Health and social care organisations in Derbyshire have been working closely together for some time, to improve care and services for people and make them as efficient and effective as possible.
In the last year we have all experienced loss as a result of the Coronavirus. From graduation, exams, holidays, university experiences, weddings and birthdays all disrupted and cancelled, to loved ones and colleagues becoming ill and even dying. We do not want to see this continue.
Young people may not at such a high risk of becoming seriously ill or suffering long term effects from contracting Coronavirus, but that does not mean that they cannot catch it or transmit it.
Young people have questions about the safety of the vaccine and the potential long term effects of it. They are also the people whose lives have been severely impacted by the lockdowns and restrictions in place to help stop the spread of the virus. Important and exciting life events like birthdays, weddings and graduations have been halted or moved to virtual platforms, gyms and night clubs have been closed, music events and travelling have been cancelled.
They want to return to 'normal' as soon as possible, but protecting themselves by having the Covid-19 vaccine is key to enabling the world to open up again.
How safe is the COVID-19 vaccine?
The vaccines approved for use in the UK have met strict standards of safety, quality and effectiveness set out by the independent Medicines and Healthcare products Regulatory Agency (MHRA).
Any coronavirus vaccine that is approved must go through all the clinical trials and safety checks all other licensed medicines go through. The MHRA follows international standards of safety. Other vaccines are being developed. They will only be available on the NHS once they have been thoroughly tested to make sure they are safe and effective.
So far, millions of people have been given a COVID-19 vaccine and reports of serious side effects, such as allergic reactions, have been very rare. No long-term complications have been reported.
To find out more about the vaccines approved in the UK, see:
Are there any side effects?
Like all medicines, vaccines can cause side effects. Most of these are mild and short-term, and not everyone gets them. These are important details which the MHRA always consider when assessing candidate vaccines for use. For the Pfizer/BioNTech vaccine, like lots of others, they have identified that some people might feel slightly unwell, but they report that no significant side effects have been observed in the over 43,000 people involved in trials. All patients will be provided with information on the vaccine they have received, how to look out for any side effects, and what to do if they do occur, including reporting them to the MHRA.
Will having the Covid-19 vaccine effect my fertility?
There is no evidence that the Covid-19 vaccines have any effect on fertility or your chances of becoming pregnant.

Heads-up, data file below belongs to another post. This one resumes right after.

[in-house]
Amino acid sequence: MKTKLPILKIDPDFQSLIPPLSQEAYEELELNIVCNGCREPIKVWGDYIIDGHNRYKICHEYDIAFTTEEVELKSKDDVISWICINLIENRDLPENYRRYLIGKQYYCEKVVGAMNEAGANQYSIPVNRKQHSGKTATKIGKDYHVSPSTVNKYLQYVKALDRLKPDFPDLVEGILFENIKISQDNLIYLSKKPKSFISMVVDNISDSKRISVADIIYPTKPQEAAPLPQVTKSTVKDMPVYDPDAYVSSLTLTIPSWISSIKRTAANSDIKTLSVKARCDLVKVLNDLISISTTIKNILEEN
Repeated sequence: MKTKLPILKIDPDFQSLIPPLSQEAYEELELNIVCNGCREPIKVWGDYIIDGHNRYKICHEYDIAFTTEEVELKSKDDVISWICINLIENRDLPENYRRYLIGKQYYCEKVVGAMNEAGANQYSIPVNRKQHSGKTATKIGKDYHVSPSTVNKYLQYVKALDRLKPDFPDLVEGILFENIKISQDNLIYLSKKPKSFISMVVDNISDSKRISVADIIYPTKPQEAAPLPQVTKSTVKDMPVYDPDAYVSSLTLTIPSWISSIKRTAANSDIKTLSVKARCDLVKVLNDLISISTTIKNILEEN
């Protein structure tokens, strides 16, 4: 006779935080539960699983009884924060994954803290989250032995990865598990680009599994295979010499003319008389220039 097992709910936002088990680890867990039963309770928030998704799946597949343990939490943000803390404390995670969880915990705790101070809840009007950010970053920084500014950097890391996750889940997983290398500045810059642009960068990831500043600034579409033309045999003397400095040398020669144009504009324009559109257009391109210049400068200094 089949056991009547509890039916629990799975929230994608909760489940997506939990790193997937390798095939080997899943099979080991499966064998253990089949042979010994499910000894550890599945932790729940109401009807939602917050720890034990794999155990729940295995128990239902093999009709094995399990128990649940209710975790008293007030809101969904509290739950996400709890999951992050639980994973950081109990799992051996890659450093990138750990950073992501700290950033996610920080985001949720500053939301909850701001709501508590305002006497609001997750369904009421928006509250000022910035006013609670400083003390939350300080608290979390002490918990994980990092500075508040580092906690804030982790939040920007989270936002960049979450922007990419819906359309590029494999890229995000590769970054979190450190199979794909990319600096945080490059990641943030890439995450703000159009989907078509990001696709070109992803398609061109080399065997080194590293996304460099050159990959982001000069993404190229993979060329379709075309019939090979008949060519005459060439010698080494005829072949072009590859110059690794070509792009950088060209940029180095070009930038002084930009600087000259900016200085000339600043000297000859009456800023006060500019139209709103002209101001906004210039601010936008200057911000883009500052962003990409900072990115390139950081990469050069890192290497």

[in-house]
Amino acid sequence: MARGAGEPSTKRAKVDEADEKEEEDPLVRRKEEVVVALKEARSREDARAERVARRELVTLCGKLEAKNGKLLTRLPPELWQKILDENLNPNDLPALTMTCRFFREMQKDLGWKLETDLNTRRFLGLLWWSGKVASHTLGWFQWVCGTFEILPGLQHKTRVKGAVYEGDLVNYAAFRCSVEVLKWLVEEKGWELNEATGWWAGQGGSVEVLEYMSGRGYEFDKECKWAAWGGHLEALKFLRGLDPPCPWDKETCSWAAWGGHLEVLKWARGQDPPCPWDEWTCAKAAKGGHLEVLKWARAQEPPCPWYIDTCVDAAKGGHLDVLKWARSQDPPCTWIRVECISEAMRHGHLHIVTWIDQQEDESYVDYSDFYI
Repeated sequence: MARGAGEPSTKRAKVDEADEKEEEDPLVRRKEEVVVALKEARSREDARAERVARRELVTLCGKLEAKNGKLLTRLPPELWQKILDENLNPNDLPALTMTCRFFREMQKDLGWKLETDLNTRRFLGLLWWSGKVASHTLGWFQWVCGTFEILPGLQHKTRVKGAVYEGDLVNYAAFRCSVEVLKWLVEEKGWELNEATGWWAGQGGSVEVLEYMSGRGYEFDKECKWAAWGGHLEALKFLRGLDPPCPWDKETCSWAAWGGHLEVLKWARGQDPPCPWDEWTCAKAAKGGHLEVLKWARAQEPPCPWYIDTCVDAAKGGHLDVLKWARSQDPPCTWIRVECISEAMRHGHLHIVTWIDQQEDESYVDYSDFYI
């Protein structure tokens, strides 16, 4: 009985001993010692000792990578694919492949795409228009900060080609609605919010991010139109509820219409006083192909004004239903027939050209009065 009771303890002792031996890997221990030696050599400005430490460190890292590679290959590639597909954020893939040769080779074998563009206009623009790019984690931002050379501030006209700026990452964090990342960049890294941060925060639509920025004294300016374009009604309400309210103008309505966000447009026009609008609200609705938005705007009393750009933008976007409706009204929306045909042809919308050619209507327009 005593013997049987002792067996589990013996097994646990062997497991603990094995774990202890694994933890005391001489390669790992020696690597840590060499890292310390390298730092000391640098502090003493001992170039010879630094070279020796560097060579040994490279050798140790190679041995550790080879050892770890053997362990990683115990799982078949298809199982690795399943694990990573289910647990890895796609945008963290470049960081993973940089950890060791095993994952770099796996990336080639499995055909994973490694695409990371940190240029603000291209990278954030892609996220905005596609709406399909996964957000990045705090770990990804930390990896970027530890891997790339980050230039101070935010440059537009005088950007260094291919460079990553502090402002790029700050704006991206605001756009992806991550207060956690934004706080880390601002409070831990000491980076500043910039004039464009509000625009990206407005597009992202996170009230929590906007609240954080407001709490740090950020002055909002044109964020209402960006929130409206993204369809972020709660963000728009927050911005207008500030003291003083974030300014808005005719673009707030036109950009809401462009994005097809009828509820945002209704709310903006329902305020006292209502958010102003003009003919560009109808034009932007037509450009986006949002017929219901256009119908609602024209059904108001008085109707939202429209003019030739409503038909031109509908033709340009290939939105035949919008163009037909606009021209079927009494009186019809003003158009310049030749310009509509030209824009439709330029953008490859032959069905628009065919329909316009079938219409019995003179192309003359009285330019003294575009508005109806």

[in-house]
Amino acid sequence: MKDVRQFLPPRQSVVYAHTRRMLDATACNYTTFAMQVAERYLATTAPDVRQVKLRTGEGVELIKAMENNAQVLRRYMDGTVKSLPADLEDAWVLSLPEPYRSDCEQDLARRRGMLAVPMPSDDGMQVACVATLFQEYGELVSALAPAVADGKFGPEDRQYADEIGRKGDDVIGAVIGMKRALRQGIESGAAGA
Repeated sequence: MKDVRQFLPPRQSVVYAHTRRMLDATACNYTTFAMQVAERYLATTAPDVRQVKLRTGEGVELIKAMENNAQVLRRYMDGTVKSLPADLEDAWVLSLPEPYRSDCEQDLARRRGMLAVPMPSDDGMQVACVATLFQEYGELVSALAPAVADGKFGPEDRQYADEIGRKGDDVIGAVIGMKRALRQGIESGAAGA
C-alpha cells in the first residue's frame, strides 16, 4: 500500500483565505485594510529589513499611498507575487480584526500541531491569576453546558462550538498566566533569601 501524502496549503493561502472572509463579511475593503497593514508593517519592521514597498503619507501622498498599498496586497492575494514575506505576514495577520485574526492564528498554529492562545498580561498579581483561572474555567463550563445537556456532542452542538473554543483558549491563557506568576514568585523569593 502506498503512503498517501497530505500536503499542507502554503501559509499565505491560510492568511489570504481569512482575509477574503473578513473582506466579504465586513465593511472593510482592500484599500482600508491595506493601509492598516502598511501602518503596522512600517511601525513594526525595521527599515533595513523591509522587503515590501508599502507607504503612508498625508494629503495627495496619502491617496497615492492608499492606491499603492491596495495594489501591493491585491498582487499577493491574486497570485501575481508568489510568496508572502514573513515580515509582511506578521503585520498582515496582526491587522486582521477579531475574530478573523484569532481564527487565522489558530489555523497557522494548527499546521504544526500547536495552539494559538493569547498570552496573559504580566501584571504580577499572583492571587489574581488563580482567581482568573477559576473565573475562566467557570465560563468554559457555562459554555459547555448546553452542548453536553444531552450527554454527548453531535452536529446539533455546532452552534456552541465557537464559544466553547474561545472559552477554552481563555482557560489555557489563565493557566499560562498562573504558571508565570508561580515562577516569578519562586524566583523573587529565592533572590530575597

Can pregnant women and women who are breast feeding be vaccinated?
Yes. The vaccines do not contain live coronavirus and cannot infect a pregnant woman, an unborn baby in the womb or via breast feeding. The Covid-19 vaccine offers pregnant and breast feeding women the best protection against the disease which can be serious in later pregnancy for some women.
Find out more: https://www.gov.uk/government/publications/covid-19-vaccination-women-of-childbearing-age-currently-pregnant-planning-a-pregnancy-or-breastfeeding
What about the risk of blood clots from having certain Covid-19 vaccines?
The benefits of vaccination in protecting people against the serious consequences of Covid-19 outweigh the risk of blood clots occurring.
Find out more: https://www.gov.uk/government/publications/covid-19-vaccination-and-blood-clotting
NHS COVID-19 Vaccination Programme
Young people who are not carers, working in healthcare or who are not considered to be extremely clinically vulnerable, have been the last people to be invited to have their COvid-19 vaccine. This is because they are the least at risk of becoming seriously ill or suffering long term complications from contracting the virus. This does not mean they are any less likely to contract and transmit the virus.
For most people, the invitation to book their vaccination will be in the form of a letter either from their GP or the national booking system; this will include all the information you need to book your appointments, including your NHS number.
If you get invited for a vaccination, it’s important you attend your appointment to protect yourself, and your family.
The vaccination is FREE.
But please wait to be contacted by your GP practice and take up the offer for this life-saving vaccine.
The COVID-19 vaccine is given as an injection into your upper arm. It's given as 2 doses. You will have the 2nd dose 8 to 12 weeks after having the 1st dose.
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